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A Tired Dog is a Good Dog

August 2, 2016

By Sue Asten

Is your dog a chewer? A digger? A barker? Does he bug you for attention all the time? You are not alone! Many people are in the same boat with their dogs. Chances are your dog is telling you that he/she needs more stretching of the legs to unwind. Introducing exercise into your dog’s schedule can fix many of the bad behaviors that annoy us.

A healthy puppy or adult dog needs to have some form of daily exercise. Many of us make the mistake of thinking we can turn our dog out in the back yard by themselves for exercise. Dogs are very social creatures and because of this, chances are they will just wait for us instead of exercising themselves. Exercise can include the following:

  • Fetching a ball, toy or Frisbee
  • Jogging with person
  • Bicycling with person (special leashes are made for people who enjoy bicycling with their dogs)
  • Swimming in a pond or pool
  • Running and playing with other dogs (i.e. dog parks)

Notice that “walks on a leash” aren’t included in the above list. While walking our dogs on a leash is a wonderful way to relax and have time together, it doesn’t provide the best type of exercise for our canine companions. They need more of an aerobic workout to tire them out.

Rainy Day Fun:

On the days when outside exercise isn’t possible (snow, rain, excessive heat) there are things you can do with your dog inside the house to wear them out a bit. This is where mental exercise comes into play. Just like with humans, any type of thinking can burn off steam. Here are some suggestions for “inside exercise.”

  • Play Hide and Seek – have someone hold the dog while you go “hide” someplace in the house. You call your dog, and they will joyfully use their eyes, nose and ears to locate you. When they’ve found you, lavish them with praise and perhaps a treat or two. Make the hiding places increasingly more difficult.
  • “Find It!” – in the beginning, have someone hold your dog while you go into another room and hide tiny treats; under sofa cushions, under the edge of a rug, behind a pillow. When ready, call your dog to “Find it!” At first you will need to help them learn the game by making the treats easy to find and helping them find the first one or two. After they are used to it, work on the stay command, so they have to stay while you’re hiding treats. This can be done with multiple dogs. It can also be done with a favorite toy.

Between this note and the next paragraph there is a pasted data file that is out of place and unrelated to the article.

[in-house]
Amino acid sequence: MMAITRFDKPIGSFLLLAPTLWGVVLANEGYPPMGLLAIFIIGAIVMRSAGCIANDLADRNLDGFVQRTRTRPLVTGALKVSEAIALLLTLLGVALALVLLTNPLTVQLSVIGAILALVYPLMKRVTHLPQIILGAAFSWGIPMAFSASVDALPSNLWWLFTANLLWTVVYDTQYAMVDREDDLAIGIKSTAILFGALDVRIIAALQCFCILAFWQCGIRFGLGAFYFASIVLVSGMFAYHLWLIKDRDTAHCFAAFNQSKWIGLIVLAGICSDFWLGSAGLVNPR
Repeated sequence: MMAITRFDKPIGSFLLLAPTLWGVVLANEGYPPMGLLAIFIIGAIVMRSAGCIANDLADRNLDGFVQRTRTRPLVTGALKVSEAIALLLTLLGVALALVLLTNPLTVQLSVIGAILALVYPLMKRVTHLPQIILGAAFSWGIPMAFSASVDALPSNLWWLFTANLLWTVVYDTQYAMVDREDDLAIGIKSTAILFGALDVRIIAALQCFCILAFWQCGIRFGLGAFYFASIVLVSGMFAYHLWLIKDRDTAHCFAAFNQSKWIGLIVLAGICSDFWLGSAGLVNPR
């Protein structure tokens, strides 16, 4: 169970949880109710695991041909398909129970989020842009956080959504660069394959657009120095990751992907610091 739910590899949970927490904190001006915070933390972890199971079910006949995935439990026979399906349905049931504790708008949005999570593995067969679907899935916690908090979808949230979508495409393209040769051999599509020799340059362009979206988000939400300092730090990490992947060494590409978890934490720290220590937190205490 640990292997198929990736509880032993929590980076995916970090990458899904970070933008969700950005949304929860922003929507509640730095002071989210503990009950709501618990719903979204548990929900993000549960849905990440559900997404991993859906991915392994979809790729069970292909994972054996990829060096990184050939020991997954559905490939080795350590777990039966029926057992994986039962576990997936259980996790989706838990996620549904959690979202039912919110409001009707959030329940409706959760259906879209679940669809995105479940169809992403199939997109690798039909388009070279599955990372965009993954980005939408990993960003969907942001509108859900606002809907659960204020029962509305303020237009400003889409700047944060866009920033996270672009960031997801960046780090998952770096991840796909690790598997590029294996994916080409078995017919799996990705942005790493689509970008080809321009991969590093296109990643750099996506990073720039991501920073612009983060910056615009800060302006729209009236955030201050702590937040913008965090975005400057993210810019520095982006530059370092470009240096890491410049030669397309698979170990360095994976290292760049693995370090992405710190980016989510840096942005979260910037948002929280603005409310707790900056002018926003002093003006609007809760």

• “Name that Toy” – teach your dog a name for each of his toys. This is easily done by starting with one toy, and telling your dog to get it, using the name of the toy. Example – “get the Bear.” Make it easy by only having out the toy you are working with. Once your dog is consistently getting the “Bear” put out another toy, and start again with the Bear. Help him if he is confused by pointing to the one you want, or moving it a bit. Eventually he’ll learn the name. Then you can make it more difficult by putting out more toys. Once he knows the names of the toys, you can teach him to take them back to the toy basket. So he’ll retrieve them by name and take them back by name.
  • “Tricks are for Kids!” Teach your dog some basic tricks, and even help your kids to teach the dog the tricks. Teaching them to “shake paws,” “crawl,” “dance,” and “roll over” burns off lots of mental steam.

A few words of caution about exercise:

  • If your dog isn’t used to hard aerobic exercise, start slowly just as you would with a person.
  • Be cautious of heavy exercise in the summer heat and humidity, or in the frigid cold of winter, unless your dog is accustomed to it.
  • Above all keep your dog SAFE – if your dog doesn’t stick with you off leash, it is best to look for fenced in areas to exercise your dog off leash. Many parks have fenced tennis courts or baseball fields that are available, as long as we pick up after our dogs. Or, make use of a 50-foot clothesline “lead” to be able to get your dog quickly if necessary.

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